GPs identified an inevitable and unpredictable shift from old age to very old age. The adaption of the theory of disengagement allowed us to identify a medical disengagement of the GPs in the care of their oldest patients.

Peer Review reports


Between 2020 and 2040, the number of people aged 80 and over is expected to double [1]. Until 2050, this population is expected to grow from 126.5 million to 446.6 million worldwide [2]. Every continent will face this demographic evolution, more particularly the high- and medium-income countries [2].

This demographic evolution result from changes in lifestyle and in the leading causes of disease and death [3]. With the progress in infectious medicine and changes in lifestyle, noncommunicable diseases have replaced infectious diseases [3, 4]. Noncommunicable diseases affecting older people are the biggest burden on global health. Changes in lifestyle and diet are directly correlated with the increase of these chronic noncommunicable diseases (diabetes, heart diseases, cancers for example) [3, 4].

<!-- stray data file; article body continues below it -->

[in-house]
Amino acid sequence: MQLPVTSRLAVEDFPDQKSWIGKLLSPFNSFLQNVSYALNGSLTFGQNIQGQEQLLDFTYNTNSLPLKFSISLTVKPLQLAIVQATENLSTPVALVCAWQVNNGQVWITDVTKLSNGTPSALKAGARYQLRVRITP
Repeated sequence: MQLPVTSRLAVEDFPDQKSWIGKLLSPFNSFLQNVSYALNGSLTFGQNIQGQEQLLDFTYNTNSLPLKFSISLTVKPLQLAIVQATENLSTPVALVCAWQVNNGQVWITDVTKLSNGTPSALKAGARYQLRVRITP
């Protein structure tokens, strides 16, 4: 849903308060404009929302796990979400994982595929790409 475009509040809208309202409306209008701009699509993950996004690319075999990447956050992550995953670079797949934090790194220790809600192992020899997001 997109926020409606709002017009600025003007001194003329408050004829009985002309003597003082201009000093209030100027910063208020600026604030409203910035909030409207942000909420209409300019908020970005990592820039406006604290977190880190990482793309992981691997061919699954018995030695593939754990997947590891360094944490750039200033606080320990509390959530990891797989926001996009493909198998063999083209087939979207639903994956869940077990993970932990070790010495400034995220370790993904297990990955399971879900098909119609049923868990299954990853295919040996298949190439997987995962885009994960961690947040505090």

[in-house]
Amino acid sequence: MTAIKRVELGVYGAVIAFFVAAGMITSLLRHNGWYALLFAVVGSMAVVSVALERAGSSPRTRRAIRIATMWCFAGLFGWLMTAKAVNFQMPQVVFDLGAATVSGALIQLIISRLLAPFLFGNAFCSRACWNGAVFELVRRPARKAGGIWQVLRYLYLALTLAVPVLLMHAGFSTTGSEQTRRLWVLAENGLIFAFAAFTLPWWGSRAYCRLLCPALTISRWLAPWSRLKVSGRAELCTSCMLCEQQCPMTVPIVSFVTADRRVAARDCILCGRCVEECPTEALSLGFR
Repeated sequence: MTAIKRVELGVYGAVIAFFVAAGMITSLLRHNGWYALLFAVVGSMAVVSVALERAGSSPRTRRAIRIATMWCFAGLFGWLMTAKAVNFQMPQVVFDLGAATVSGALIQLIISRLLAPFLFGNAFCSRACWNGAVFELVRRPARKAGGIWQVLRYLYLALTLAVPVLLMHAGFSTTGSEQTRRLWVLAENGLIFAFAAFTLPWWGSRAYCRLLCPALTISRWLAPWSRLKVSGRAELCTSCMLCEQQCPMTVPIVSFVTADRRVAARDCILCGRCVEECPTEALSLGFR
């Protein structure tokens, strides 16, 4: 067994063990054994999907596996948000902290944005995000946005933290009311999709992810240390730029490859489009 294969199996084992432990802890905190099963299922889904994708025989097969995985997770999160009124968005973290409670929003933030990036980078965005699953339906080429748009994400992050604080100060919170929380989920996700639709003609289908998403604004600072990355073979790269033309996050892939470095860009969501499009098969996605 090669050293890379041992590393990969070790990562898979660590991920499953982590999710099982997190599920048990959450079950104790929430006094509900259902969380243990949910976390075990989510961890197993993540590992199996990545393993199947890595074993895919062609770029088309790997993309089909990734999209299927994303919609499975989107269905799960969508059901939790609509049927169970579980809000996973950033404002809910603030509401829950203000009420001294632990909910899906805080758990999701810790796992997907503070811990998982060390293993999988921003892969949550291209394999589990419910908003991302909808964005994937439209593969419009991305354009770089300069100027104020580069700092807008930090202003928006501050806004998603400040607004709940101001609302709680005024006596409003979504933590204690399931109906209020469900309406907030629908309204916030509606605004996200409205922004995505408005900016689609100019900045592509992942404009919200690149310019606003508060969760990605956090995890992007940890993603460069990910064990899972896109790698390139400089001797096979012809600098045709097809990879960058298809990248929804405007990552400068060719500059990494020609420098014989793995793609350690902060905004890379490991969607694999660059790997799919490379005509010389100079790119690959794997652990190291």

General population aging creates challenges in the health care of older people, from a medical, environmental and societal point of view. Adopted by medical and political organizations [5], the concept of successful aging has been proposed for the first time in 1987 by Rowe and Khan [6] and has become an objective in the care of older patients. The World Health Organization (WHO) defined it as a process of development and maintenance of functional abilities which allows older persons to enjoy a state of well-being [4]. It is a multi-dimensional approach, based on functional, psychological, economic and environmental care of the individual [4]. This objective necessitates a reorganization and adaptation of health care adapted to this population which increasingly expresses a wish to be cared for at home [7].